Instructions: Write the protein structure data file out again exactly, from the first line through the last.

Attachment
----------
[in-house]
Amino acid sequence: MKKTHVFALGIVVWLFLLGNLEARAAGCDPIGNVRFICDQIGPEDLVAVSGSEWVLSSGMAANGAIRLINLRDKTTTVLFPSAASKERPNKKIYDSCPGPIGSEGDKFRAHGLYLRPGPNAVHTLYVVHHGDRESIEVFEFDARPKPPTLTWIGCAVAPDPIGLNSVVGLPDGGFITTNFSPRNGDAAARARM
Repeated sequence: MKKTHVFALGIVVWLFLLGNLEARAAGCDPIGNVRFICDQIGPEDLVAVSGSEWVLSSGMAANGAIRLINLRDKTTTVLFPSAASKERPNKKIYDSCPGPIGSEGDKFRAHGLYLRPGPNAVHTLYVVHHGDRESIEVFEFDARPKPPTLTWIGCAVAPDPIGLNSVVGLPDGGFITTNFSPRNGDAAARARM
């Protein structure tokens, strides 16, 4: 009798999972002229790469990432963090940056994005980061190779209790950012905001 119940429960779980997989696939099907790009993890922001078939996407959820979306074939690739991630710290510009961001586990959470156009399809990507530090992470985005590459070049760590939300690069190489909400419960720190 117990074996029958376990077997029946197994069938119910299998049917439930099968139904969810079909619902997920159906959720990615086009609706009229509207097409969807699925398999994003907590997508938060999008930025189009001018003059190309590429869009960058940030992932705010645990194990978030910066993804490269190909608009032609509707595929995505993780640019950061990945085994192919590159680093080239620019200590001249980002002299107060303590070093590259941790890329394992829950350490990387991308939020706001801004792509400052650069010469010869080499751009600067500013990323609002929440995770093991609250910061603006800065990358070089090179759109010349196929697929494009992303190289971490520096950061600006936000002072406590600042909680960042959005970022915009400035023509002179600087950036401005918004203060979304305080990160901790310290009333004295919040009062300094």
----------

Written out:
[in-house]
Amino acid sequence: MKKTHVFALGIVVWLFLLGNLEARAAGCDPIGNVRFICDQIGPEDLVAVSGSEWVLSSGMAANGAIRLINLRDKTTTVLFPSAASKERPNKKIYDSCPGPIGSEGDKFRAHGLYLRPGPNAVHTLYVVHHGDRESIEVFEFDARPKPPTLTWIGCAVAPDPIGLNSVVGLPDGGFITTNFSPRNGDAAARARM
Repeated sequence: MKKTHVFALGIVVWLFLLGNLEARAAGCDPIGNVRFICDQIGPEDLVAVSGSEWVLSSGMAANGAIRLINLRDKTTTVLFPSAASKERPNKKIYDSCPGPIGSEGDKFRAHGLYLRPGPNAVHTLYVVHHGDRESIEVFEFDARPKPPTLTWIGCAVAPDPIGLNSVVGLPDGGFITTNFSPRNGDAAARARM
């Protein structure tokens, strides 16, 4: 009798999972002229790469990432963090940056994005980061190779209790950012905001 119940429960779980997989696939099907790009993890922001078939996407959820979306074939690739991630710290510009961001586990959470156009399809990507530090992470985005590459070049760590939300690069190489909400419960720190 117990074996029958376990077997029946197994069938119910299998049917439930099968139904969810079909619902997920159906959720990615086009609706009229509207097409969807699925398999994003907590997508938060999008930025189009001018003059190309590429869009960058940030992932705010645990194990978030910066993804490269190909608009032609509707595929995505993780640019950061990945085994192919590159680093080239620019200590001249980002002299107060303590070093590259941790890329394992829950350490990387991308939020706001801004792509400052650069010469010869080499751009600067500013990323609002929440995770093991609250910061603006800065990358070089090179759109010349196929697929494009992303190289971490520096950061600006936000002072406590600042909680960042959005970022915009400035023509002179600087950036401005918004203060979304305080990160901790310290009333004295919040009062300094």